Farmers in Malawi have revealed that contract farming might help them increase and improve their access to resources, as well as raise agricultural productivity.

Smallholder rice farmers in Machinga’s Domasi Irrigation Scheme have requested assistance from the government and the Farmers Union of Malawi (FUM) in identifying companies and organizations with which they might join into contracts.

Small-scale rice farmers suffer a variety of production and marketing restrictions, according to the scheme’s chairwoman Anderson Chapita, including restricted access to services, such as effective extension and rural financing, which are critical pre-conditions for upgrading commodity value chains.

“Contract farming could also help us access better markets for our crop and guarantee us an adequate supply of raw materials to agro-based industries. Currently, we are selling our yield to the vendors who usually over uncompetitive prices,” he said.

Meanwhile, FUM is leading a consortium of three other local organizations, namely the Center for Environmental Policy and Advocacy (CEPA), Civil Society Agriculture Network (CISANET), and the Malawi Confederation of Chambers of Commerce and Industry (MCCCI), in the implementation of Strengthening Inclusive Agriculture Sector Growth and Sustainable Natural Resources Governance in Malawi project.

The project is being funded by the United States Agency for International Development (USAID) and is designed to increase agricultural production and productivity, access to markets and agricultural financing, and achieve an increased policy environment for commercialization and natural resource governance.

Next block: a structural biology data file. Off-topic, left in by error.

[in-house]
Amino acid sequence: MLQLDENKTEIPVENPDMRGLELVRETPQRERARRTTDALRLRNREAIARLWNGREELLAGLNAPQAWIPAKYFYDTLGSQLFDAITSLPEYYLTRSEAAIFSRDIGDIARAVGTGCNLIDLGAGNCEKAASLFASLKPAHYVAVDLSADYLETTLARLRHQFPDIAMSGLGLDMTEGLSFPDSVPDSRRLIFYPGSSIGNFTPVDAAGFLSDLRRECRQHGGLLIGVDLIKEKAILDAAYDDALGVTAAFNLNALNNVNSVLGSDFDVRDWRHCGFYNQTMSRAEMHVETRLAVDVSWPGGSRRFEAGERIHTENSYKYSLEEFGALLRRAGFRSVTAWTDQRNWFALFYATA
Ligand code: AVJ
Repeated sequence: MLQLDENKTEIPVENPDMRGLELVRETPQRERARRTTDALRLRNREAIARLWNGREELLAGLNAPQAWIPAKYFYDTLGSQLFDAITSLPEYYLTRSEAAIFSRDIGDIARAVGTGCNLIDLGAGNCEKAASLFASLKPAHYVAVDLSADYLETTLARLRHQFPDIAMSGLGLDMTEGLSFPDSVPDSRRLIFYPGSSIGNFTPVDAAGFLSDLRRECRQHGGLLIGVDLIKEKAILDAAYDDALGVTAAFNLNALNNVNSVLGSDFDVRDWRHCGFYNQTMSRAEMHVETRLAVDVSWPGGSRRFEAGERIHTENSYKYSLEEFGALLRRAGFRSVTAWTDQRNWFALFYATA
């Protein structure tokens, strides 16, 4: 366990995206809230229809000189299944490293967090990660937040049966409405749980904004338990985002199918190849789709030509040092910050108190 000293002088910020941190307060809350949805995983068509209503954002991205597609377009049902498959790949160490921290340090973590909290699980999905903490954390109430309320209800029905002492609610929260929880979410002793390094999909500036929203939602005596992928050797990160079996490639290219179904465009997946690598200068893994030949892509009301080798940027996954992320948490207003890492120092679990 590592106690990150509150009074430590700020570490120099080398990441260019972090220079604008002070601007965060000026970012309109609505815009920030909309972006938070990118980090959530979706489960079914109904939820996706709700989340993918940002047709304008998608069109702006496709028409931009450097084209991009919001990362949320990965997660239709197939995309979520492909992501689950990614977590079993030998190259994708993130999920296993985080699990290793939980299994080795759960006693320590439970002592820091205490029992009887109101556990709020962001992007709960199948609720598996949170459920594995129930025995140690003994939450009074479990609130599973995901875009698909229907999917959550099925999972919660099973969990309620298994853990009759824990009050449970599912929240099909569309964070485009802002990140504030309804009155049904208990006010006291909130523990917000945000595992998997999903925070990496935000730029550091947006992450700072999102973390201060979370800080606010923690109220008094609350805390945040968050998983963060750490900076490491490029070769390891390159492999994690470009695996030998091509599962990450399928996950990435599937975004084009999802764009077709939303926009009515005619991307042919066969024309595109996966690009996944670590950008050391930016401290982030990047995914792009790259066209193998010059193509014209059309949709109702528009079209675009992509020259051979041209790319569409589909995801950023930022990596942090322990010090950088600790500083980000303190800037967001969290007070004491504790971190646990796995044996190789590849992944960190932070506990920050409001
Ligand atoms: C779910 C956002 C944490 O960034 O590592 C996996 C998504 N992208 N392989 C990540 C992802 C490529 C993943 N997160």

The consortium has also supported the farmers with various training in rice production methods and seed multiplication to improve farmers’ access to quality seed.

FUM Monitoring, Evaluation and Learning Specialist, Derrick Kapolo, said the project is leveraging on various interventions that have been implemented in Malawi and is largely address various farmers’ constraints through capacity-building efforts, improved agricultural extension delivery, improved technology transfer, agriculture policy reform and implementation, and better transparent and sustainable natural resources management.

“Using a collaborative approach, the project brings together various stakeholders in the agriculture sector including farmers, farmers’ organizations, non-state actors (NSAs), the private sector, civil society organizations and government ministries and departments,” said Kapolo.

He said Domasi Irrigation Scheme is one of the schemes the consortium is working with to achieve its goal of inclusive and sustainable agricultural-led economic growth through an agricultural transformation in Malawi.

Kapolo said that the project is already working on facilitating strategic business linkages between the scheme and off-takers. This is in line with the second objective of the project.

The scheme has 500 hectares of which 470 hectares are being used. The scheme has a membership of 2, 057 farmers of which 1, 058 are male while 999 are female.

The current annual tonnage for the scheme stands at 230 metric tonnes, but the farmers say there is potential to increase the tonnage.

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